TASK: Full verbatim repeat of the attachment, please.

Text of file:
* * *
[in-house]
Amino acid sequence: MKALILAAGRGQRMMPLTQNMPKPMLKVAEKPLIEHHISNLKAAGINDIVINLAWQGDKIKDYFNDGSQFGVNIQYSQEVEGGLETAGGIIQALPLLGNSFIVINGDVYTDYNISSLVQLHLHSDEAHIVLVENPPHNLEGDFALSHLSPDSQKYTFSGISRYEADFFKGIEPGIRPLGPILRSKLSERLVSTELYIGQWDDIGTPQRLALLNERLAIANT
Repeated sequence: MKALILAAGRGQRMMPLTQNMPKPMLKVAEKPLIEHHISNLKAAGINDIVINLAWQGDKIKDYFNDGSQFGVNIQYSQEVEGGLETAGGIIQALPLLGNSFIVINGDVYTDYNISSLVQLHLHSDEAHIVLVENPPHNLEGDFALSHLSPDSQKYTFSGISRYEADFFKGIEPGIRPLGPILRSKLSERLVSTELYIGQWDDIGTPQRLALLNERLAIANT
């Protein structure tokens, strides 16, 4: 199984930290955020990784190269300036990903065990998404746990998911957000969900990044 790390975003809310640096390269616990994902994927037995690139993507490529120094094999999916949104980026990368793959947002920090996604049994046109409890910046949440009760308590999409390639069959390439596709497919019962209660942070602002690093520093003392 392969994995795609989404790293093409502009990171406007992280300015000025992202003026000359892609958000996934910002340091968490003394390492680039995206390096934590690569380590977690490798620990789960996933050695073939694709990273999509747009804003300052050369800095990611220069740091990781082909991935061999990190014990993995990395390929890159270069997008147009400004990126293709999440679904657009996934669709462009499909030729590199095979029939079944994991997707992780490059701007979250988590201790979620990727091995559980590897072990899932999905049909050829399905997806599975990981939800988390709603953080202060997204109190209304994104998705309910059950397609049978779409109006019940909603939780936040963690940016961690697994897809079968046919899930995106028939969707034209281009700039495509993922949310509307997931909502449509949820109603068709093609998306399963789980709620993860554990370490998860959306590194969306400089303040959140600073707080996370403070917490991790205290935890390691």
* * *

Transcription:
[in-house]
Amino acid sequence: MKALILAAGRGQRMMPLTQNMPKPMLKVAEKPLIEHHISNLKAAGINDIVINLAWQGDKIKDYFNDGSQFGVNIQYSQEVEGGLETAGGIIQALPLLGNSFIVINGDVYTDYNISSLVQLHLHSDEAHIVLVENPPHNLEGDFALSHLSPDSQKYTFSGISRYEADFFKGIEPGIRPLGPILRSKLSERLVSTELYIGQWDDIGTPQRLALLNERLAIANT
Repeated sequence: MKALILAAGRGQRMMPLTQNMPKPMLKVAEKPLIEHHISNLKAAGINDIVINLAWQGDKIKDYFNDGSQFGVNIQYSQEVEGGLETAGGIIQALPLLGNSFIVINGDVYTDYNISSLVQLHLHSDEAHIVLVENPPHNLEGDFALSHLSPDSQKYTFSGISRYEADFFKGIEPGIRPLGPILRSKLSERLVSTELYIGQWDDIGTPQRLALLNERLAIANT
């Protein structure tokens, strides 16, 4: 199984930290955020990784190269300036990903065990998404746990998911957000969900990044 790390975003809310640096390269616990994902994927037995690139993507490529120094094999999916949104980026990368793959947002920090996604049994046109409890910046949440009760308590999409390639069959390439596709497919019962209660942070602002690093520093003392 392969994995795609989404790293093409502009990171406007992280300015000025992202003026000359892609958000996934910002340091968490003394390492680039995206390096934590690569380590977690490798620990789960996933050695073939694709990273999509747009804003300052050369800095990611220069740091990781082909991935061999990190014990993995990395390929890159270069997008147009400004990126293709999440679904657009996934669709462009499909030729590199095979029939079944994991997707992780490059701007979250988590201790979620990727091995559980590897072990899932999905049909050829399905997806599975990981939800988390709603953080202060997204109190209304994104998705309910059950397609049978779409109006019940909603939780936040963690940016961690697994897809079968046919899930995106028939969707034209281009700039495509993922949310509307997931909502449509949820109603068709093609998306399963789980709620993860554990370490998860959306590194969306400089303040959140600073707080996370403070917490991790205290935890390691």